The message is clear: different heart conditions produce different results. The final one is “the one who received the seed that fell on good soil is the man who hears the word and understands it. He produces a crop, yielding a hundred, sixty or thirty times what was sown.” (Mt 13:23) Good ground is a good heart. A good heart is a seeking heart. A seeking heart gets more and more from God. What a gem of truth!

8. Revealed

Meditations in 1 Peter : 8 :  Revealed

1 Pet  1:12 It was revealed to them that they were not serving themselves but you, when they spoke of the things that have now been told you by those who have preached the gospel to you by the Holy Spirit sent from heaven. Even angels long to look into these things.

I have to confess to not liking secrets, they smell of division, and yet I recognise that sometimes secrets are quite valid. You keep secret the presents you have bought for a birthday or at Christmas. You keep secret difficult times you may be going through from your young children who could not handle the worry. If you are working on an invention it is legitimate to keep it a secret until you have patented it. If you are planning changes in business or war, it is legitimate to keep the plans secret until they have been finalised and thought through properly. In Britain we struggle with a ‘Freedom of Information’ Act  which is sometimes abused so that people are required to relinquish information prematurely. We also live in an age when ‘leaks’ appear common and someone ‘spills the beans’ before the information is ready to be released.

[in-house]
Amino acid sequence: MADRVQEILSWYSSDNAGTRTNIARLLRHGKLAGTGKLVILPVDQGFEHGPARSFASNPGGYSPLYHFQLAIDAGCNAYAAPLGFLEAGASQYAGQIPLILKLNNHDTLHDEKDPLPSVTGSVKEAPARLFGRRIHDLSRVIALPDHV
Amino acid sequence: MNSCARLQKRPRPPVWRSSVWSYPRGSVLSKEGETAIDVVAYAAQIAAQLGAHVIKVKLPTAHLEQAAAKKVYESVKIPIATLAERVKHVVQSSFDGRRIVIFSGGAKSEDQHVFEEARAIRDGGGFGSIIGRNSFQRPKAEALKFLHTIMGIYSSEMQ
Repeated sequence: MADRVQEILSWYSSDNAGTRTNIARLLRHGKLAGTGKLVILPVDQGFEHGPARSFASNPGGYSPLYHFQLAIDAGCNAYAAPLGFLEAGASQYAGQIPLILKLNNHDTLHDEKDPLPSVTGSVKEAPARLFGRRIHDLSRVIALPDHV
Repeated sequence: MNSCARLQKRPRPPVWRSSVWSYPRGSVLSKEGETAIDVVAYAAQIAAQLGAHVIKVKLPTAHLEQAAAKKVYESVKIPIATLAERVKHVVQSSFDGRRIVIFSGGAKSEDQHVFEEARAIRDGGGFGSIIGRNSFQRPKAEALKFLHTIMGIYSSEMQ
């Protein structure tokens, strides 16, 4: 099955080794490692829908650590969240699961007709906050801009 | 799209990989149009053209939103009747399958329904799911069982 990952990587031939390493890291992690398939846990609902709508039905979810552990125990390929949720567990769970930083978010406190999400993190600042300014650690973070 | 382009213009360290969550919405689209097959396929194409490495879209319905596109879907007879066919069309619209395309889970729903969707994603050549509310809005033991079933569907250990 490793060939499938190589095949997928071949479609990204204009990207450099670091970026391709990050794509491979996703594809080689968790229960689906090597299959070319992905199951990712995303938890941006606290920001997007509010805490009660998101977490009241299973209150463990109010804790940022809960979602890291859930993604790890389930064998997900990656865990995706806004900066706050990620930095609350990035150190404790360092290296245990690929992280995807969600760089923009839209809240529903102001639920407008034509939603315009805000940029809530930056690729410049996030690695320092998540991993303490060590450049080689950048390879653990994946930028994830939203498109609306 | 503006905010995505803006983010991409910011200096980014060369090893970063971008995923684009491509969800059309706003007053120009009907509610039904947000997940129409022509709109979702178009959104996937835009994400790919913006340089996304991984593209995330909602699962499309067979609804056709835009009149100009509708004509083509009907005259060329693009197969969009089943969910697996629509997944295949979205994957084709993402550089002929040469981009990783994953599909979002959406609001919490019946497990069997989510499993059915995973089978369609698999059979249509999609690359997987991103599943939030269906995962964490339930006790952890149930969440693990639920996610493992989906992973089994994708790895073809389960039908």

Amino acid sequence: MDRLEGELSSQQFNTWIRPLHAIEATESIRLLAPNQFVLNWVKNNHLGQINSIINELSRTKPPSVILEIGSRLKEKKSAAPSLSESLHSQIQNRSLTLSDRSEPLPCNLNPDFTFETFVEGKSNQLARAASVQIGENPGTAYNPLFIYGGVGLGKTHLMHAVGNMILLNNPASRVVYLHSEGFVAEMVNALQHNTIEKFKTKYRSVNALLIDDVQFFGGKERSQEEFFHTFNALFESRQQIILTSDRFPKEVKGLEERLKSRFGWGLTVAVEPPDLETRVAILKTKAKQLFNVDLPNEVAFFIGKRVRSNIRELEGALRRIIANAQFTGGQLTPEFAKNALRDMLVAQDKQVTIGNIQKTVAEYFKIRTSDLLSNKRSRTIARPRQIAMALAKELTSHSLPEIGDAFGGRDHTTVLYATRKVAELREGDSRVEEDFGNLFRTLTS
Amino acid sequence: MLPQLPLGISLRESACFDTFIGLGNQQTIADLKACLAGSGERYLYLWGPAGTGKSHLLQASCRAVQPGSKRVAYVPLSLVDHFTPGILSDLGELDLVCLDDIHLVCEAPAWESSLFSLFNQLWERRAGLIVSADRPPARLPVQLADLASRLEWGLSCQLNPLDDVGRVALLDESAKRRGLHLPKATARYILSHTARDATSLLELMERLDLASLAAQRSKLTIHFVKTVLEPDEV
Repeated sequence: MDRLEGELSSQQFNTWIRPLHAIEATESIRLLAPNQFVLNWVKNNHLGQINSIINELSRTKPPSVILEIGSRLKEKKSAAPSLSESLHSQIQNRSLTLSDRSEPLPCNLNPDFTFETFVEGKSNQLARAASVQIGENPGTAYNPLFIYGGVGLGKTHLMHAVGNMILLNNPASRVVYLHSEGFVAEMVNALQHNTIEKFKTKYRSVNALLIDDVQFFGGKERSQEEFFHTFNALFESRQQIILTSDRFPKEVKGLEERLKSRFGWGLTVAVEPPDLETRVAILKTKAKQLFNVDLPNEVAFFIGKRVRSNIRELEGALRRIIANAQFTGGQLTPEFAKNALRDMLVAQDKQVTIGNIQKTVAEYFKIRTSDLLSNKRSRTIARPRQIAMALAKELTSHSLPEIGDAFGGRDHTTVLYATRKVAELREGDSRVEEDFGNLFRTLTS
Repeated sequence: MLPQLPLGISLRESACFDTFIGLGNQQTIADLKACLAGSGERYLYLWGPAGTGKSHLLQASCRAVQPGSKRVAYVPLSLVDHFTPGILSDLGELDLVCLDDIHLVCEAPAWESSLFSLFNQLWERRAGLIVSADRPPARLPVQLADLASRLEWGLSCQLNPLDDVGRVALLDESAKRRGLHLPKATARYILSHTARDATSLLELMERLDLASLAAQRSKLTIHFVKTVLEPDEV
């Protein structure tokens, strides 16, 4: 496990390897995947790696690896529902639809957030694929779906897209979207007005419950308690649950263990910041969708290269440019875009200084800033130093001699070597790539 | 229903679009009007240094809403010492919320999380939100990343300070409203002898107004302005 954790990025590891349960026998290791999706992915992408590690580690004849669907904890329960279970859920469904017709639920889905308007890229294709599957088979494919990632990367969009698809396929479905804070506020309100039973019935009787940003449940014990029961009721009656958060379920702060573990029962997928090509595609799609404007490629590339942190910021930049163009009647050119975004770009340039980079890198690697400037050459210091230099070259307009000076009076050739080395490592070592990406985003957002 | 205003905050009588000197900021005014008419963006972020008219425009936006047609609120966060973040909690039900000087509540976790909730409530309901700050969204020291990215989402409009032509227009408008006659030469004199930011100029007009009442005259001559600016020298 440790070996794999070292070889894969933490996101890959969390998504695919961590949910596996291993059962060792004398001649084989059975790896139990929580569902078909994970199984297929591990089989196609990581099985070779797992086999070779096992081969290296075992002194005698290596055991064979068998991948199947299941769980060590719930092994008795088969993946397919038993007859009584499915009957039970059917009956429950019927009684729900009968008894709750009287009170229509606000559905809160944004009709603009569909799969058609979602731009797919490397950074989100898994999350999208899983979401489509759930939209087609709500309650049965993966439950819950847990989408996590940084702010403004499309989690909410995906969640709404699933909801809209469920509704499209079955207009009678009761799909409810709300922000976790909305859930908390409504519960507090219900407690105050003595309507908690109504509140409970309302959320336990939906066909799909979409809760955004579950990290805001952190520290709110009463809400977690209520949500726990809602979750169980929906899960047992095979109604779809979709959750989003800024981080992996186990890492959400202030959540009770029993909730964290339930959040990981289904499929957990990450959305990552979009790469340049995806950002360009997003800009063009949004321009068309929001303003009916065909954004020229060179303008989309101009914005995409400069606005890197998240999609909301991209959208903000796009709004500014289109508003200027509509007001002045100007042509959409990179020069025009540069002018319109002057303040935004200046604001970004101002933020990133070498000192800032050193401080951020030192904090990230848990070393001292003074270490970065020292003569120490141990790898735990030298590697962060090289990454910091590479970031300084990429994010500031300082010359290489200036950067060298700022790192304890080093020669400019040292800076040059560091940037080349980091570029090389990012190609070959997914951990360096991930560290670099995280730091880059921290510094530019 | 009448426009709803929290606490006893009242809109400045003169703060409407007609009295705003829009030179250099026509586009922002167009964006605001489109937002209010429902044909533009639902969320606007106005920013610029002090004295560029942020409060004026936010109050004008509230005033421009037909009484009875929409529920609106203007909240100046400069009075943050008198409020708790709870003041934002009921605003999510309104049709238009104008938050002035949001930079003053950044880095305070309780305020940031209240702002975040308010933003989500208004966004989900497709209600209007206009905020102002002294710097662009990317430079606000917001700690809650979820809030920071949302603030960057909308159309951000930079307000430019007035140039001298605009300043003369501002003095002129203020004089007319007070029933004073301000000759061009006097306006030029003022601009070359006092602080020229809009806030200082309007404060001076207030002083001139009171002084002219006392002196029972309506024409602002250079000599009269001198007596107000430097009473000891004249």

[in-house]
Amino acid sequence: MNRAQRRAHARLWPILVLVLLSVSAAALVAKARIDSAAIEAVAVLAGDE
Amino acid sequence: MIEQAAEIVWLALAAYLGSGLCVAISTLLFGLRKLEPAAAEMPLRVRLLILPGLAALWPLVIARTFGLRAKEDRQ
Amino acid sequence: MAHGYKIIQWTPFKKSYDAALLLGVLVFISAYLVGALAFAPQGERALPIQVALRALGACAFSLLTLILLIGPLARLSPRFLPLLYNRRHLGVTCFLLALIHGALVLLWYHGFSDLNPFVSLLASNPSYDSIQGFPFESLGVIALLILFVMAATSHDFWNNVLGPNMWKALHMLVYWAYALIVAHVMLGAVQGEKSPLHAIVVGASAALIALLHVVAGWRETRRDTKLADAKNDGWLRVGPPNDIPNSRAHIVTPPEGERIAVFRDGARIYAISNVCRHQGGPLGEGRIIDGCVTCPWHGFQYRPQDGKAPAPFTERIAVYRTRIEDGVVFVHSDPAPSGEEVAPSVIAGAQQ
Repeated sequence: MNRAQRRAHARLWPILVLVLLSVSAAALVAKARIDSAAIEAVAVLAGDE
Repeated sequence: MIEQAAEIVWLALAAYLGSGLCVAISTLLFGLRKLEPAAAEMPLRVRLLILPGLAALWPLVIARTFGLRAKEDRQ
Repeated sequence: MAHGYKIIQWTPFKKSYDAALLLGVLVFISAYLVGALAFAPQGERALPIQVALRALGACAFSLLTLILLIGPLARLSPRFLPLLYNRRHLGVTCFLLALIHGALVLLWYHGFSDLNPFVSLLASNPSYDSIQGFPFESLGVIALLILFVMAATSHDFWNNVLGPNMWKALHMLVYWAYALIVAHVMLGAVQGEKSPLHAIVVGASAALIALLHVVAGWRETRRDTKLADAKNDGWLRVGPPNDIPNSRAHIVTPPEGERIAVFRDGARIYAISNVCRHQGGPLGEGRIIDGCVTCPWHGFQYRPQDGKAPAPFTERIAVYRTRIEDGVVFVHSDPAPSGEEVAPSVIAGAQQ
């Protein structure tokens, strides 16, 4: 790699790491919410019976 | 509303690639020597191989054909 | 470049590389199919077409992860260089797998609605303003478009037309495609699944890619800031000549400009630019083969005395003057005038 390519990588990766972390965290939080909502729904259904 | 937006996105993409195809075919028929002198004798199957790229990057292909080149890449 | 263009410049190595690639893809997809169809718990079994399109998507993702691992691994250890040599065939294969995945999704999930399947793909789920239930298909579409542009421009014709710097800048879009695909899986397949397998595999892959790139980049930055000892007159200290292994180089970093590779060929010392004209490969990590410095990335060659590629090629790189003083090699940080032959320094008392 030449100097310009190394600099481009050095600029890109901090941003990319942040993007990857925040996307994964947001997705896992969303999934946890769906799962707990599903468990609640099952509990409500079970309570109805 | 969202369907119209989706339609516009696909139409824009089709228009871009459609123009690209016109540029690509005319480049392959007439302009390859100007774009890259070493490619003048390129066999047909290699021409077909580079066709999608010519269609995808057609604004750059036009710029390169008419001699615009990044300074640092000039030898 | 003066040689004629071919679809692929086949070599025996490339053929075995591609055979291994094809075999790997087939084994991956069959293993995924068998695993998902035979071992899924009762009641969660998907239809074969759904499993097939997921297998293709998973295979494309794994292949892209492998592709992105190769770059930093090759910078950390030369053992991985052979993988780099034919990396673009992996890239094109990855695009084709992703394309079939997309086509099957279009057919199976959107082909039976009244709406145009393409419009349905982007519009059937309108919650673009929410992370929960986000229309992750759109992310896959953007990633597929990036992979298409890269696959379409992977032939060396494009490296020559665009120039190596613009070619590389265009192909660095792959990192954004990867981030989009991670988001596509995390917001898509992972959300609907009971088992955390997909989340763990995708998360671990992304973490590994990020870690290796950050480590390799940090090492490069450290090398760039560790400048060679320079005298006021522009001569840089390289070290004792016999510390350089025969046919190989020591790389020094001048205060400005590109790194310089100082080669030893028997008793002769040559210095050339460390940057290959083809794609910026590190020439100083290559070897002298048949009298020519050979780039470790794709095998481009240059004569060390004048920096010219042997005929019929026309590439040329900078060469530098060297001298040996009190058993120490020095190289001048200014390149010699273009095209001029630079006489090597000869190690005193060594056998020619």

The prophecies about the Gospel in the Old Testament are God’s ‘leaks’. It was like He was so excited about what the Godhead had planned, that He couldn’t help sharing bits of it with His prophets. But why keep it a secret? Why not come out with it to Abram, say? “In many centuries I am going to send my Son from heaven to reveal my love on the earth and then to die for the sins of the world.”  Why didn’t God say that? Well, I suspect the answer has got to be that it wouldn’t have helped us. We wouldn’t have understood it and we’d still have been sceptical of Jesus when he came and threatened our religiosity.

As Peter continues to talk about the prophets who received the revelations in the Old Testament period he says, It was revealed to them that they were not serving themselves but you.” Now I confess to finding that strange, I’m not sure I understand it, and I haven’t found a commentator who explains it satisfactorily, because he is basically saying that they were told by God that this was for a future generation but in reality they could not have known which generation would enjoy the fulfilment of their words. It has, therefore, to be a general sense that is being referred to, the sense that this is going to happen at some future date.